Older entrepreneurs often enjoy the advantages of professional and personal experience. One study, in fact, noted that a background in a specific industry predicts greater entrepreneurial success.
Jake Messier, who founded his first company last year at age 45, may be a case in point.
His profitable marketing firm, HEARD Strategy & Storytelling of Worcester, Mass., with nine employees working remotely, serves public broadcasting icon WGBH and the Boston Symphony Orchestra, among other clients.
Messier draws on his years of experience elsewhere in pitching his business, telling prospective clients that “I gathered a large amount of disparate but complementary skills in past jobs, and since I couldn’t find a job which used them all - I made my own.”
In the past, Messier worked as an assignment editor in a Boston television newsroom, a Marine Corps combat cameraman, the public relations head for PBS’s “Antiques Roadshow,” the director of alumni engagement for a top university, and marketing director for several high-profile organizations.
“When I moved into the agency world in my early 40s and was ultimately offered a partnership at a Boston firm, I was intrigued but thought I could do it better,” he said.
Messier attributes what he considers one of his greatest assets – team-building – to nearly 10 years in the Marine Corps.
“As an entrepreneur, I believe it’s the thing that will either make or break a new company. While I had a vision for the type of services HEARD would be providing for its clients, it’s ultimately trusting my employees to deliver both excellent work and outstanding customer service. The reputation you have as an entrepreneur is lasting and without mercy and can easily be befouled by inattentiveness of employees,” he said.
Being a later-in-life entrepreneur with an eclectic background helped Messier create a vision for his business and provided him with the confidence to lead it well, he said. As company leader, Messier works with his team on client accounts while also prospecting new business, creating workflows, juggling human resources and navigaing payroll and taxes.
“I can’t imagine having that skill set when I was 30. I feel like one aspect of the job would have taken precedence and I wouldn’t have been able to segment out the time it takes to do all of those jobs effectively,” he said.
“In my 30s I was still honing my craft so that people would take me seriously when I eventually branched out on my own, and certainly wouldn’t have had the ability to handle the administrative or executive tasks that comes with running a small business,” Messier explained.
Experience also gave Messier an advantage in looking for clients.
“I have a fairly large network from the various in-house positions I held throughout the years. When they found out I was going out on my own, the stars aligned and we started working together,” he said.
Because he was lucky enough start the company with a good client stable, Messier could bootstrap the company without risking his family’s money or anyone else’s.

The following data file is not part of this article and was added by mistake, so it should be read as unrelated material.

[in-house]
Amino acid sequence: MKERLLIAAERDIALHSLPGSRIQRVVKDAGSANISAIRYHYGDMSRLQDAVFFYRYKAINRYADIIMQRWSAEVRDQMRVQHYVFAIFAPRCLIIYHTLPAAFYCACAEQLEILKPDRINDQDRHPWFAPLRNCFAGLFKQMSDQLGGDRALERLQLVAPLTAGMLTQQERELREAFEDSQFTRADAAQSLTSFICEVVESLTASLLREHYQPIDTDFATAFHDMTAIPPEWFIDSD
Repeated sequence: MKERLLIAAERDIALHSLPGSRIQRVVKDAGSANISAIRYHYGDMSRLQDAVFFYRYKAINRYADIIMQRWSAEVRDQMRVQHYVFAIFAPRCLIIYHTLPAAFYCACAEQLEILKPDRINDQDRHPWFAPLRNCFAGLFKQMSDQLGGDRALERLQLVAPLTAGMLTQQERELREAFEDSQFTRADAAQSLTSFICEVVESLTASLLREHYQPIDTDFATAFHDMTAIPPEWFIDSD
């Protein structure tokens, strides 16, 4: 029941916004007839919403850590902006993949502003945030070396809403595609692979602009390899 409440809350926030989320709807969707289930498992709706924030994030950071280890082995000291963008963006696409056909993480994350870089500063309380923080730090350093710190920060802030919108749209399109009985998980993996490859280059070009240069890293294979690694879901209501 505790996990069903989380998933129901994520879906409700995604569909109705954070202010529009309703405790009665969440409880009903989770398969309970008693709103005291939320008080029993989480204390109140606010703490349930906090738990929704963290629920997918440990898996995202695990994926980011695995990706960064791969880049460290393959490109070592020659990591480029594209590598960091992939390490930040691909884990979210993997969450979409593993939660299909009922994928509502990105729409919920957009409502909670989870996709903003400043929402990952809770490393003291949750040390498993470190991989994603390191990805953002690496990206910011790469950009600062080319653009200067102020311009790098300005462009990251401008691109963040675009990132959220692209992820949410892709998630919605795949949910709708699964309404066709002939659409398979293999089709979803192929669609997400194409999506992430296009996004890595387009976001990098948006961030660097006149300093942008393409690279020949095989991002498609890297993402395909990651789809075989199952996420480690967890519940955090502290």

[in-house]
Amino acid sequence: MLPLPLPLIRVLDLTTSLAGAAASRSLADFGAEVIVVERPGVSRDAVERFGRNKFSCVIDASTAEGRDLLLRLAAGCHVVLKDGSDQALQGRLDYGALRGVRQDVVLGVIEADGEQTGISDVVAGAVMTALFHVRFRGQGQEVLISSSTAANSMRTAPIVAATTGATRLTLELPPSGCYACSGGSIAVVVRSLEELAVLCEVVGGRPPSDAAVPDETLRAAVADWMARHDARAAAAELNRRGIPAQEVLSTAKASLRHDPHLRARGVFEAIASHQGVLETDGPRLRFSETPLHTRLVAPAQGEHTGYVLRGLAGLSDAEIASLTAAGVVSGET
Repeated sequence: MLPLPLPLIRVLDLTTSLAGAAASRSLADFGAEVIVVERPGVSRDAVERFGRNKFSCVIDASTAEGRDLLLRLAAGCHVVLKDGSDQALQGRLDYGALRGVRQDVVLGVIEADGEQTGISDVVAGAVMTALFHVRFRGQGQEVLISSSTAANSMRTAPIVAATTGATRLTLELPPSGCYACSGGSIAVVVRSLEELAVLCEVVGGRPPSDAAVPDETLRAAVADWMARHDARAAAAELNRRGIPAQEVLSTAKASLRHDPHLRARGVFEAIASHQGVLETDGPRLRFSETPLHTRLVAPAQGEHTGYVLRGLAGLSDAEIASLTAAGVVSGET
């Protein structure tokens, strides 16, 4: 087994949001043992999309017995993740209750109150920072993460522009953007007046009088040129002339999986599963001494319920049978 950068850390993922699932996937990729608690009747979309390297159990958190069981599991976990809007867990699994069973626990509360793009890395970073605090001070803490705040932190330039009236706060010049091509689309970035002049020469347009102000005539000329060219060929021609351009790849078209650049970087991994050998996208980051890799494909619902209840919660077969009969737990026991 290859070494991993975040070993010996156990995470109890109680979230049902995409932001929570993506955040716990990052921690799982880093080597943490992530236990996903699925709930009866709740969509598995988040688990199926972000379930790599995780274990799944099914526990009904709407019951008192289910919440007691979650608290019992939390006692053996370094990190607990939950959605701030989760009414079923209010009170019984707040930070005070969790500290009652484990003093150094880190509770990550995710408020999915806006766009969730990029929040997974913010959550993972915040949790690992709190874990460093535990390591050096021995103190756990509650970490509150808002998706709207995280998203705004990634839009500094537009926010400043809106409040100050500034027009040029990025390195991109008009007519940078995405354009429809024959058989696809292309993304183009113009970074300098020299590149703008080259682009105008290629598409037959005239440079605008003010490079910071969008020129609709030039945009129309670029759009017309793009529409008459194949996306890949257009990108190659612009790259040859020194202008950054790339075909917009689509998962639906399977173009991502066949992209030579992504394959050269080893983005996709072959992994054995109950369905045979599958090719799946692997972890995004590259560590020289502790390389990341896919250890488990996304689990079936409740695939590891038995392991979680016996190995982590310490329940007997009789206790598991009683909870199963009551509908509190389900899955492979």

Several months after launching, HEARD was approved for a substantial line of credit. Due to organic growth and revenue, however, he said, "we haven’t had to touch it."
Messier suggests that older first-time entrepreneurs tap their professional networks when they go out on their own. “I’ve reconnected with dozens of former colleagues … and while they certainly all haven’t led to a working relationship, those people can act as evangelists for your new company.”
Combining his own experience with “young, hungry and exuberant” digital-native staffers has worked well, he said.
Messier acknowledges there are challenges to running his own business, including the responsibility for providing other people’s livelihoods.
“I oftentimes stress out our current team with so much work before hiring a new team member to relieve the pressure because I want to make sure there’s enough work for the team when things slow down and we don’t have to lay people off if we can help it,” he said.
Messier isn’t looking to build his company into one of the biggest in the industry. “I have a certain level that I want to get HEARD to and then I’ll cap it. I don’t need to grow an empire at this point in my life. I’m building a successful company with great clients but don’t need 100 people working for me,” he said.
As a parent of two college-age children and a third in elementary school, Messier wanted to create a work-life balance he felt he couldn’t achieve as someone else’s employee.
“While I certainly put in the same amount of hours, if not more, in any given week, I feel like I can work on my own schedule and have more free time to enjoy hobbies, like hiking with my dogs or coaching my son’s flag football team,” he said. “I’ve done the 60-hour work week with two-hour daily commutes, and I’m not going back.”